We are less than a week away from brewing (..hopefully..) and it feel like there is still a ton to do. Somethings will get pushed until after brew day, but the bulk of the work will wrap up the week of the 17th. Now it’s up to the inspectors to clear the work so we can get the beer a brew’n. Here’s a run down of the work that we crammed in the last month and are happy to be done with. You’ll understand why we haven’t made any lengthy posts in a while. Follow the link for some pics of the sickest brewery in town!
A boiler is a heck of piece of equipment to install. Because it’s a pressure system, all the connections have to be welded. By welded, I mean three times according to the state codes. Crazy amount of hours went into this. Our big blue beast has a 800K BTU steam at 12 PSI. We had a 6″ header installed under the brewhouse to act as a steam resevoir. We still have to do some insulation. Stand back, it’s hot!
Minnetonka has some pretty hard water. This makes brewing more difficult than if your using water in the Twin Cities. Not to worry, we got the hook up on an RO and softener system. Working with our guys at Exhibit we put together an awesome plan to come up with the perfect water profiles for AIR, CAMO and our up coming seasonals. No pictures right now, so I guess you’ll have to come in for a tour to see our sick water treatment center. We’re right next door to Culligan, but I pretty sure we have the best water on the street!
I’m so sick of tiling…
We were going back and forth over using a grain room for months. Turns out you can’t have a source of dust (aka the mill) near an open combustion system (aka the boiler). Looks like we’re forced to use the room! That’s great though, it will keep the small amount of dust we create away from the brewhouse. After we got the mill in, we cut a hole in the ceiling and dropped in the flex auger. Pretty sweet eh?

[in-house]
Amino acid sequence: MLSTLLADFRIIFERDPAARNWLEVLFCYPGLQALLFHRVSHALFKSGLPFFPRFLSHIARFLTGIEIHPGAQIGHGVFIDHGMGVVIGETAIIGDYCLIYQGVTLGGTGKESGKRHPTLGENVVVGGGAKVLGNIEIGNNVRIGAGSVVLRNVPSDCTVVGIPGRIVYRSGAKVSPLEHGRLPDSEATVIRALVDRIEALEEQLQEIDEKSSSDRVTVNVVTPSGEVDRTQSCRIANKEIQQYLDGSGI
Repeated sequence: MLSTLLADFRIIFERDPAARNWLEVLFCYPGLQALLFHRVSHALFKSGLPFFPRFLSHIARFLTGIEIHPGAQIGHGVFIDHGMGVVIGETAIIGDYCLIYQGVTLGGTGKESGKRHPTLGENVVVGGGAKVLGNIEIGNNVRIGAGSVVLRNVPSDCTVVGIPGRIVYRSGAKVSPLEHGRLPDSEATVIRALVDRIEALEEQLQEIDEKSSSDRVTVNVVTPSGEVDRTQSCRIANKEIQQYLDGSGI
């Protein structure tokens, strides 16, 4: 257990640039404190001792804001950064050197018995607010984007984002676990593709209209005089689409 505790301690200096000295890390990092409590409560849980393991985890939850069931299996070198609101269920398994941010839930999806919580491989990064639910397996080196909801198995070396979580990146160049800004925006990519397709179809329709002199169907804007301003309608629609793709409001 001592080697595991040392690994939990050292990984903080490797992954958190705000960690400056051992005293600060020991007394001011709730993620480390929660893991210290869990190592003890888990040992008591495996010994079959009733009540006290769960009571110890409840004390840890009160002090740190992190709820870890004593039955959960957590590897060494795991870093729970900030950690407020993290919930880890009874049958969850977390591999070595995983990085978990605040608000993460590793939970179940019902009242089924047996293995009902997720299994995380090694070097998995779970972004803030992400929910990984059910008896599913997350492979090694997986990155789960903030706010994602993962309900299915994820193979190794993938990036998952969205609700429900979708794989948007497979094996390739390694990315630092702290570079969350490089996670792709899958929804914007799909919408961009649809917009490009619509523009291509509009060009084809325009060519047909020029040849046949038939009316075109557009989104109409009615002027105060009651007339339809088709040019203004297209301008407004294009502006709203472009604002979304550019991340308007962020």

On the high voltage side, we had to upgrade our building’s transformer to 460V to run the chiller. This means I have to dig a hole down to where the wires for the old transformer come into the building so that another line can be run. That’s at least 6′ down. Eric got stitches in his finger putting the mill together, so I got shovel duty. Like tiling, I could do without any more digging this year. Here’s a picture of the trench that was dug. Eric is standing in the tunnel I dug out under the transformer pad.
On the Low voltage side there are three thermocouples, and three solenoids per fermentation tank; there are thermcouples, proximity sensors, lights, hydraulic controls, emergency shut-offs, etc. on the brewhouse as well which are tied into our touch screen controller. This is really fun for me because it brings me back to my days as a test engineer at the U. Here are before and after pictures of the wiring: